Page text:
Review by turtledonut -- Guardian of Deceit

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Latest Review: Guardian of Deceit by William H. Coles

Review by turtledonut -- Guardian of Deceit

Post by turtledonut » 10 Jun 2018, 17:16

[Following is a volunteer review of "Guardian of Deceit" by William H. Coles.]
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3 out of 4 stars
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Guardian of Deceit by William H. Coles is a book about a boy named Darwin who, after being orphaned, is taken in by his football star cousin, Luther. His cousin is rich and famous but not very warm or welcoming. Luther keeps Darwin’s inheritance from him and makes him pay rent to stay in the house. Darwin must learn to overcome this in order to grow up and go to medical school to become a doctor like his father.

This story follows Darwin throughout his journey from being in high school and just being dropped off at Luther’s mansion to him as an adult. It has many different plots and interesting characters, from Luther to his girlfriend Sweeney, Dr. Malverne and his family down the road who Darwin befriends. The many characters within the mansion also help to bring colour to this book. This book is about Darwin growing up, but also about deceit, love, and heartbreak.

I would give this book three out of 4 stars. I gave it a three because the writing was excellent and there were very few errors, however, the plot did not always make sense. Sometimes Coles skipped ahead without giving any warning that he had and I found myself having to go back to make sure I had not missed something, which was frustrating.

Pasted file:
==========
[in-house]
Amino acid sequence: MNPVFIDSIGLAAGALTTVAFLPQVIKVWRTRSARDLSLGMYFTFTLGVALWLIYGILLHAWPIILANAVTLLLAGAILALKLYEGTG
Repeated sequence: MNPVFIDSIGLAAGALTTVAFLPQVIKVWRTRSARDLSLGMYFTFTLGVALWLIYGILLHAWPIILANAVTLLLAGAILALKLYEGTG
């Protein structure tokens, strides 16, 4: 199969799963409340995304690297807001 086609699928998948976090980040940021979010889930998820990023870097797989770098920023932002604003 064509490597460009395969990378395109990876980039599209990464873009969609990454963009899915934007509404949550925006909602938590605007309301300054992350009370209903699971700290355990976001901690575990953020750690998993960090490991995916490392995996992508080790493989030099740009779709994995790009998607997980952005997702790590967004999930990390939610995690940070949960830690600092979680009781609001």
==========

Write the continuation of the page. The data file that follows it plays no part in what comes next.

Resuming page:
The part of the story I liked least was the time skips. The skips made the book frustrating to leave at times because there was often no sign that what was happening was taking place months or even years later. One example was when Coles mentioned that Darwin was helping to plan his wedding. Before that point Darwin was barely dating the girl he was about to get married to. There was no mention of a proposal or of getting married before this point. Even if there had been some other mention of how much time had passed between the two chapters would have made it easier to read.

The part of the story I liked the best was the many different storylines. There were many interweaving stories that made it interesting to read to find out more about each individual character. The weaving of stories was well done and they fit together to create a story about life, which is sometimes messy and complicated like parts of this book. This book is a snapchat of life, both the good and the bad.

Guardian of Deceit
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